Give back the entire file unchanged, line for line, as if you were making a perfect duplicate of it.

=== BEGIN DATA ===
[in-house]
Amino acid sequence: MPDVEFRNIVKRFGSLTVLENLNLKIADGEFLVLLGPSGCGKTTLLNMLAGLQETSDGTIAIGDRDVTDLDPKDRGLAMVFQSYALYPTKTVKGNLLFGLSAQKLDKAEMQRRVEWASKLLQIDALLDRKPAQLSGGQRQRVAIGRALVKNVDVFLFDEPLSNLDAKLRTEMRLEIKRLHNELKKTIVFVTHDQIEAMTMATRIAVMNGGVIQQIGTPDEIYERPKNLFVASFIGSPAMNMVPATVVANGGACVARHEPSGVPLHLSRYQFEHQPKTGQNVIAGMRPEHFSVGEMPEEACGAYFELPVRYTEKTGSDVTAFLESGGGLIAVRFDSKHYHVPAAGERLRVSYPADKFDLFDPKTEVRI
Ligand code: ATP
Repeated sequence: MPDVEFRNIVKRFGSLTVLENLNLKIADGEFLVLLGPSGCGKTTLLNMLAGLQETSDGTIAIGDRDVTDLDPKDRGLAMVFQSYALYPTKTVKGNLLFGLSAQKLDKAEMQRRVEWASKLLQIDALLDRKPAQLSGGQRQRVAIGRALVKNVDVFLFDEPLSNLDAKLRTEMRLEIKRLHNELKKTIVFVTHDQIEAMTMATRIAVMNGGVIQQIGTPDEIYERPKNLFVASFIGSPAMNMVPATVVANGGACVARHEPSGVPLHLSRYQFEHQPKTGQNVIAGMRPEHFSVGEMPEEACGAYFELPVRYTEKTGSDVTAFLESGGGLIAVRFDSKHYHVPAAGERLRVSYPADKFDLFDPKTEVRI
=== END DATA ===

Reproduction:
[in-house]
Amino acid sequence: MPDVEFRNIVKRFGSLTVLENLNLKIADGEFLVLLGPSGCGKTTLLNMLAGLQETSDGTIAIGDRDVTDLDPKDRGLAMVFQSYALYPTKTVKGNLLFGLSAQKLDKAEMQRRVEWASKLLQIDALLDRKPAQLSGGQRQRVAIGRALVKNVDVFLFDEPLSNLDAKLRTEMRLEIKRLHNELKKTIVFVTHDQIEAMTMATRIAVMNGGVIQQIGTPDEIYERPKNLFVASFIGSPAMNMVPATVVANGGACVARHEPSGVPLHLSRYQFEHQPKTGQNVIAGMRPEHFSVGEMPEEACGAYFELPVRYTEKTGSDVTAFLESGGGLIAVRFDSKHYHVPAAGERLRVSYPADKFDLFDPKTEVRI
Ligand code: ATP
Repeated sequence: MPDVEFRNIVKRFGSLTVLENLNLKIADGEFLVLLGPSGCGKTTLLNMLAGLQETSDGTIAIGDRDVTDLDPKDRGLAMVFQSYALYPTKTVKGNLLFGLSAQKLDKAEMQRRVEWASKLLQIDALLDRKPAQLSGGQRQRVAIGRALVKNVDVFLFDEPLSNLDAKLRTEMRLEIKRLHNELKKTIVFVTHDQIEAMTMATRIAVMNGGVIQQIGTPDEIYERPKNLFVASFIGSPAMNMVPATVVANGGACVARHEPSGVPLHLSRYQFEHQPKTGQNVIAGMRPEHFSVGEMPEEACGAYFELPVRYTEKTGSDVTAFLESGGGLIAVRFDSKHYHVPAAGERLRVSYPADKFDLFDPKTEVRI